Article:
WTF is a Rain Tax?

Discussion in 'The Intelligence Cell' started by Mr_Farenheit, Jul 15, 2009.

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  1. Look, I'm just a thick Australian & I'm sure I must have misunderstood this. Could somebody please enlighten me?

    BBC Link

    To my simple mind, this BBC article seems to suggest that a tax based on how much water runs off your roof when it rains is about to be imposed on businesses & organisations in the UK. Given that it rains All The Fcuking Time in Great Britain such a thing would surely be ruinous.

    It's not April Fool's day, so I must have just read it wrong or something.
  2. Read it properly and it isn't something new, its just being extended to groups with charitable status. Measuring the roof area is a way of calculating the amount of surface water that will need to be drained away from a site. It would actually be more accurate to measure the total area of car parks, paths etc that prevent rain water from soaking away but lets not tell them that or everyone will be paying more. (stuff the churches though)
  3. Appears to be limited to community buildings.

    An easy solution to this is to remove the roof of the Scout Hut.

    Problem solved, thereby saving money to spend on whittling sticks and beans.

    Removing the roof of the church would be an advantage as well. No more tin can shakers on the High Strrets of Lincoln begging for money "For a new Church roof"

    No more overhead cover on 'sarf London 'yoof clubs would mean that the dosh could go towards a bigger and better arsenal of up to date weaponry.
  4. Can the RFU, Scouts, etc, etc, not bill the water companies for the water they are putting into the utilities system? I'm pretty sure the water companies would be fecked if they had no rain water to dilute their sewage with. :)
  5. how about a national protest whereby we all flush our toilets at the same time? also pre fill every sink, bath bucket etc and empty them all at the same time. could our sewer system cope?
  6. why don't the scouts just fit water barrels on all the downpipes? That way they aren't contributing to drainage, and can bottle it and sell it as 'spring water' like Buxton do! Every ones a winner!
  7. It seems the water companies are learning tricks from this in how to be

    Complete CNUTS !
  8. Biped

    Biped LE Book Reviewer

    Oh, it gets better - much better.

    Not only do you get charged for them to take it away, but it was never yours in the first place.

    Any water that falls on your property belongs to the water company, and you have to pay for and provide the drainage to feed it into their collection pipes from your property, and not only that, you then have to pay them to collect and process.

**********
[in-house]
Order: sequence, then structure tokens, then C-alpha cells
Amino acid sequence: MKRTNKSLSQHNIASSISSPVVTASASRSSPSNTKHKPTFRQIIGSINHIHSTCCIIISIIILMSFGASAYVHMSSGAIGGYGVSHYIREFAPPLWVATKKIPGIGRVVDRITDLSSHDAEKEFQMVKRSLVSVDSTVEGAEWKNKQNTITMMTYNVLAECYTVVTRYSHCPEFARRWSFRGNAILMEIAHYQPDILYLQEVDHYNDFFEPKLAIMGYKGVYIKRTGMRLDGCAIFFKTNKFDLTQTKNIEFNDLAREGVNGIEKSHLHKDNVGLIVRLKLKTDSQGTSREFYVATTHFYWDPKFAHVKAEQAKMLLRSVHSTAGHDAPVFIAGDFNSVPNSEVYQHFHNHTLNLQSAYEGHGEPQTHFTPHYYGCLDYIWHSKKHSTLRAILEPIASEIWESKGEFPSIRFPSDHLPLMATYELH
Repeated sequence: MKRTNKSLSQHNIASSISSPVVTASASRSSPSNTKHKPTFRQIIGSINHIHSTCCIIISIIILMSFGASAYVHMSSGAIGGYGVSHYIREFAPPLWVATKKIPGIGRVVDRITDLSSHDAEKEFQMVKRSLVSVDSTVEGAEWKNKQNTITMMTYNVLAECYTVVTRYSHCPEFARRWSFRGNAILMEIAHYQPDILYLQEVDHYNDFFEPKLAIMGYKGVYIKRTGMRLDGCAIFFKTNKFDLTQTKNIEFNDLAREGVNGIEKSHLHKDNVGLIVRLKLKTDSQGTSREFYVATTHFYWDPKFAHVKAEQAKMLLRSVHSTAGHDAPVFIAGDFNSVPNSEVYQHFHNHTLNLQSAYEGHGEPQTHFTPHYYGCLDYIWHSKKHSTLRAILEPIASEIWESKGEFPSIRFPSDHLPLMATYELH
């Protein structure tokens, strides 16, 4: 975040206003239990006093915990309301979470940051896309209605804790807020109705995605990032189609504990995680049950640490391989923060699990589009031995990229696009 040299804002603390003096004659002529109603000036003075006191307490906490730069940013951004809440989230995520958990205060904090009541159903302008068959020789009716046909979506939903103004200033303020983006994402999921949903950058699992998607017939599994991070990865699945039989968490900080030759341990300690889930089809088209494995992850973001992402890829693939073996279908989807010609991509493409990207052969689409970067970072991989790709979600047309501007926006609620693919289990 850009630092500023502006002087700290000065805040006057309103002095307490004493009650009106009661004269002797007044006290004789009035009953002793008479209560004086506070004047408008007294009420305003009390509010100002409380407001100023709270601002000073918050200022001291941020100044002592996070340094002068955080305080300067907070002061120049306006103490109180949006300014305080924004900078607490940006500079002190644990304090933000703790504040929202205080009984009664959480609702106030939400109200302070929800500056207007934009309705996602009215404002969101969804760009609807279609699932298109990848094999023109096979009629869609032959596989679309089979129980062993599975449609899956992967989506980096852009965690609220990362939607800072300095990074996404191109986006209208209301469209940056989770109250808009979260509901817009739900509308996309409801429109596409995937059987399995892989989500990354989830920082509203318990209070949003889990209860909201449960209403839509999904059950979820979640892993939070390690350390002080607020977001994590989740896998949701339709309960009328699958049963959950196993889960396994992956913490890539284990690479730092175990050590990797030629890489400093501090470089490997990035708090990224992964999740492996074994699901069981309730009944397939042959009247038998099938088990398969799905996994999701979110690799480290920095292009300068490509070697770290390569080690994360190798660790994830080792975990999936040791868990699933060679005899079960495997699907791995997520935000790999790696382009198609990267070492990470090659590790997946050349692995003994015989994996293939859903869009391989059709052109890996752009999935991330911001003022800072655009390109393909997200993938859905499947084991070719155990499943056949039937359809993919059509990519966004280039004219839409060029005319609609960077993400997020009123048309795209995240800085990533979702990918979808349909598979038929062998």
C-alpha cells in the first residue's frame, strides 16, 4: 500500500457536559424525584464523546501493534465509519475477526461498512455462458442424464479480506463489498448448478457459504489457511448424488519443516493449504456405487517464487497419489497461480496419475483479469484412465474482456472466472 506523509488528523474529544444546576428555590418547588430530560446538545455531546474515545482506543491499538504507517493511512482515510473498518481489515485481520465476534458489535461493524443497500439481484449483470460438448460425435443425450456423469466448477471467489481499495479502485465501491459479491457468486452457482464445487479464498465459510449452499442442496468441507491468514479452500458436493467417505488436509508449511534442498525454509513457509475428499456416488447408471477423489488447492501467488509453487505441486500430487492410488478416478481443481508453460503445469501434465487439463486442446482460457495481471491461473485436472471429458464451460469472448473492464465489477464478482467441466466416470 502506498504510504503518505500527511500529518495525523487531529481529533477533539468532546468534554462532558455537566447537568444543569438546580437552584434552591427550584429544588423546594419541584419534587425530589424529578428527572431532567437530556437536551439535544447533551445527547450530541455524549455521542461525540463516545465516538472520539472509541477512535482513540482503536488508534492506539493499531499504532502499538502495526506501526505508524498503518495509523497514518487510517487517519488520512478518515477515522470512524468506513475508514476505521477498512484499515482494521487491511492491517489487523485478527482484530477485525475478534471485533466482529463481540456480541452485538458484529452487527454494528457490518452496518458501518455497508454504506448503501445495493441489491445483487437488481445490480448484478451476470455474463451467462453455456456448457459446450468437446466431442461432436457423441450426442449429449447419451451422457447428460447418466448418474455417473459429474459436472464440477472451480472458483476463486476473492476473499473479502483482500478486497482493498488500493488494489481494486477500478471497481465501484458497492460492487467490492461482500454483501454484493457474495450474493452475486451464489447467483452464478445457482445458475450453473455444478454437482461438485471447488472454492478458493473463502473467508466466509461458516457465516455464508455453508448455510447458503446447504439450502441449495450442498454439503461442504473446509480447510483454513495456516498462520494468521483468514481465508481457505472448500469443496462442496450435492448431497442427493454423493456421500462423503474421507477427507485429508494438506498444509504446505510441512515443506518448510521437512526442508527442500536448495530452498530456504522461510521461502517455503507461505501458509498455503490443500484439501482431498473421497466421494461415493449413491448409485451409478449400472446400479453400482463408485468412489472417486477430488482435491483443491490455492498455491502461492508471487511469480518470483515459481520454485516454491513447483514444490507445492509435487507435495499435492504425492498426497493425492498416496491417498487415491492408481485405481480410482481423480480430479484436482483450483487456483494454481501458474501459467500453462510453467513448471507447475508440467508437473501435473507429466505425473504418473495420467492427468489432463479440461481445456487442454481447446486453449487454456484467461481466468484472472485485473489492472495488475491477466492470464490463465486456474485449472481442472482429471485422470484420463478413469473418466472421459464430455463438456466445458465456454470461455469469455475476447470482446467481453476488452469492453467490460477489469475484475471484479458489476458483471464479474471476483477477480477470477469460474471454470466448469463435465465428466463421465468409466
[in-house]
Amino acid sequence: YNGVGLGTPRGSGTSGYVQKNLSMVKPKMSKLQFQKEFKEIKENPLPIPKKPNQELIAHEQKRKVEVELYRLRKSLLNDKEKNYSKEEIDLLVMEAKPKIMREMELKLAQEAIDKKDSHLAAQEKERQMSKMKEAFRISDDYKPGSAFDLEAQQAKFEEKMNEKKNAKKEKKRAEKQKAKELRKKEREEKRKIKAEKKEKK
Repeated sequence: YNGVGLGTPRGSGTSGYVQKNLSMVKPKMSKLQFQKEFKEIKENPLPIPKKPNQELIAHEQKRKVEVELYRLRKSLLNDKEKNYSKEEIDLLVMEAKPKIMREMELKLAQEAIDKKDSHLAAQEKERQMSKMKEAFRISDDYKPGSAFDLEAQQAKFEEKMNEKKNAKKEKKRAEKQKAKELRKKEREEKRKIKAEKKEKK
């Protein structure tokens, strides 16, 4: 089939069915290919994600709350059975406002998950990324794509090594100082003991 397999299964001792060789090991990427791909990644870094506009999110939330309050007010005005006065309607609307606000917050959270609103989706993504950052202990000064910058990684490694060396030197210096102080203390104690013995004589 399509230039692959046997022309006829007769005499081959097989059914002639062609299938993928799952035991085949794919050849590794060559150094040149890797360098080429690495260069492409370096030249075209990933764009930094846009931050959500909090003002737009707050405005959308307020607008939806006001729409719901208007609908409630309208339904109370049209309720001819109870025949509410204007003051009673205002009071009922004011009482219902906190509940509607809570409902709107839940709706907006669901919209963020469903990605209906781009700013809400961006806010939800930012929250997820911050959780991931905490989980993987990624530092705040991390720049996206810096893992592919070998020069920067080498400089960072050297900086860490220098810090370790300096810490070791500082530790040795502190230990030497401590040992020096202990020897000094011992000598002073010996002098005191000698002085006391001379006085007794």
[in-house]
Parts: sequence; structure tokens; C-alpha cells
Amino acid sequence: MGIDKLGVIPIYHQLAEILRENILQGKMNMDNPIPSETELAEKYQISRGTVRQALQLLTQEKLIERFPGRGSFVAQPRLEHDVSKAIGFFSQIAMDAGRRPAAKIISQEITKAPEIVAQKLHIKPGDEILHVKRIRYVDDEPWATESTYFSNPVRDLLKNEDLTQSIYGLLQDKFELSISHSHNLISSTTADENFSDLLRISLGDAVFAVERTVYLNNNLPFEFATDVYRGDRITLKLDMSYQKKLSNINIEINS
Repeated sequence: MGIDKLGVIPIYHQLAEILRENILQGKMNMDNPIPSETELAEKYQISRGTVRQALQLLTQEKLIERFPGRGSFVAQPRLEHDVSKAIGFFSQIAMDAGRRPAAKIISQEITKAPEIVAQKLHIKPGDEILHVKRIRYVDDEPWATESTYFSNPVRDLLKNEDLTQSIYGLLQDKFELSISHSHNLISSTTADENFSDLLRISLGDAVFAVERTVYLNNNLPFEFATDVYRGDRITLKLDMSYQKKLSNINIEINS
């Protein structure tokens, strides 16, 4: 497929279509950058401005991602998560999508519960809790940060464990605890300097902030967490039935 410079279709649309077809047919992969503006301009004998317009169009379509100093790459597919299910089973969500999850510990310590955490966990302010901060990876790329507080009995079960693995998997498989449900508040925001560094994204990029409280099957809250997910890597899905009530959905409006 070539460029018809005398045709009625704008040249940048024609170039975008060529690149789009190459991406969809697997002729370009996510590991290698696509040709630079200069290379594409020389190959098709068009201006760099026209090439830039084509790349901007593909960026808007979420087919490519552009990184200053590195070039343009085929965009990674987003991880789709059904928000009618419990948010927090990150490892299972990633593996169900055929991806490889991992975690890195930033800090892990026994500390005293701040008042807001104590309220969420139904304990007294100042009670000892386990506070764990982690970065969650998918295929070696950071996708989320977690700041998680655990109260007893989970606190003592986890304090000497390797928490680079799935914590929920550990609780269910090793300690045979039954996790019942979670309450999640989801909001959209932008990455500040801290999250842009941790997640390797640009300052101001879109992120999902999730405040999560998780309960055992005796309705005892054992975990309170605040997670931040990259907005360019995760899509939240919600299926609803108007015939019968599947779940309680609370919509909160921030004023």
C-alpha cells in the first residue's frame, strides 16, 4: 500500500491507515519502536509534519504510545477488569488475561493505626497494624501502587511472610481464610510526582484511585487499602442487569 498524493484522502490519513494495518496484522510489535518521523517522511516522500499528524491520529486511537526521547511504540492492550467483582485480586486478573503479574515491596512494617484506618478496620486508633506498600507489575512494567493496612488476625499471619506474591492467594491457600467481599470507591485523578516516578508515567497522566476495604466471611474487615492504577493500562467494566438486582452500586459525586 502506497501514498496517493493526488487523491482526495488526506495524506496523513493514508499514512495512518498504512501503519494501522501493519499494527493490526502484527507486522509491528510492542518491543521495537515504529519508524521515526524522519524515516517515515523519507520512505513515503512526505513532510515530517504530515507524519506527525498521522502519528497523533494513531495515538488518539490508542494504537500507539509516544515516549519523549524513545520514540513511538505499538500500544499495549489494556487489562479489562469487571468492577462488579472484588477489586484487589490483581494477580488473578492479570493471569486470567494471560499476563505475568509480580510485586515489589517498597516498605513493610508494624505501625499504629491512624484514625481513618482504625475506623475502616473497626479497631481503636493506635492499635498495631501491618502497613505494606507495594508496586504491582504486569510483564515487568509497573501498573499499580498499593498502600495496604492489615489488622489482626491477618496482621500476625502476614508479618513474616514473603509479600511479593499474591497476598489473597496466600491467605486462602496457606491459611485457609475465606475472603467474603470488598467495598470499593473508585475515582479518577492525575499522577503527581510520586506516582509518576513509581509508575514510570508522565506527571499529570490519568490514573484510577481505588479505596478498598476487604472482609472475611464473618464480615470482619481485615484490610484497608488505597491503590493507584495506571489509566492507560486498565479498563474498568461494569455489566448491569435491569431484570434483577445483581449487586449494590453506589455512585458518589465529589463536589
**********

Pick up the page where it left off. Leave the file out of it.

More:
Put simply, they are charging you to collect their water for them. It's very much like the government and VAT: Companies are required to collect the government's money through the Value Added Tax on goods, and have to pay their own accountants, out of their own profits to ensure it's collected correctly. The government does not pay companies for this 'service'.
  9. Sympathetic_Reaction

    Sympathetic_Reaction LE Book Reviewer

    I may be wrong, but I thought that if your water ran into a 'soakaway' then you could get the 'drainage' part of your bill reduced. For example 3 of the 4 drains from my roof go into soakaways rather than the drains....I'm sure someone told me I could get a reduction on the drainage part of my bill.

    But then again I never investigated it further...may have to find out.

  10. You are correct. My water supply is from a spring and all my water and sewerage goes to a soakaway so no bills at all for me!

    What is utterly outrageous about how the water companies charge for run off is this:

    Say you have a bungalow, one storey with a surface area of 200 square metres . You pay (say) £30

    Next door is a twenty storey tower block covering an area of 200 square metres. It has the same area of roof as your bungalow. So does each of the 20 residents in the tower block pay one twentieth of £30?

    Of course not! They each pay £30! :X
  11. It's true, but you would have to re-direct that 4th drain to a soakaway to qualify. I've got rainwater harvesting, so don't pay for surface drainage, I should be totally off-grid in 4 years.
  12. Alsacien

    Alsacien LE Moderator

    I'd say dig a fukc off big hole in your entire plot and let it fill with water - then park a houseboat in it - but UK gov would still charge you mooring tax or evaporation tax :roll:
  13. Sympathetic_Reaction

    Sympathetic_Reaction LE Book Reviewer

    Thanks, I did just check it out and you are right, all my surface drainage needs to avoid the drains for me to qualify. I was tempted with rainwater harvesting, but trying to convert a 1950s built house to do that is a bit more interesting that i want to contemplate currently...maybe the next one.

  14. All that happens, is that the foul water (sewage) system surcharges. This is eleviated, by it overflowing (at set points, usually underground) into the surface water system and/or storm drains and going out to outfalls or rivers, instead of going to the sweage treatment plants.

    Then you'll see your bills rise to cover the clean up costs. :roll:
  15. Fresh air tax next?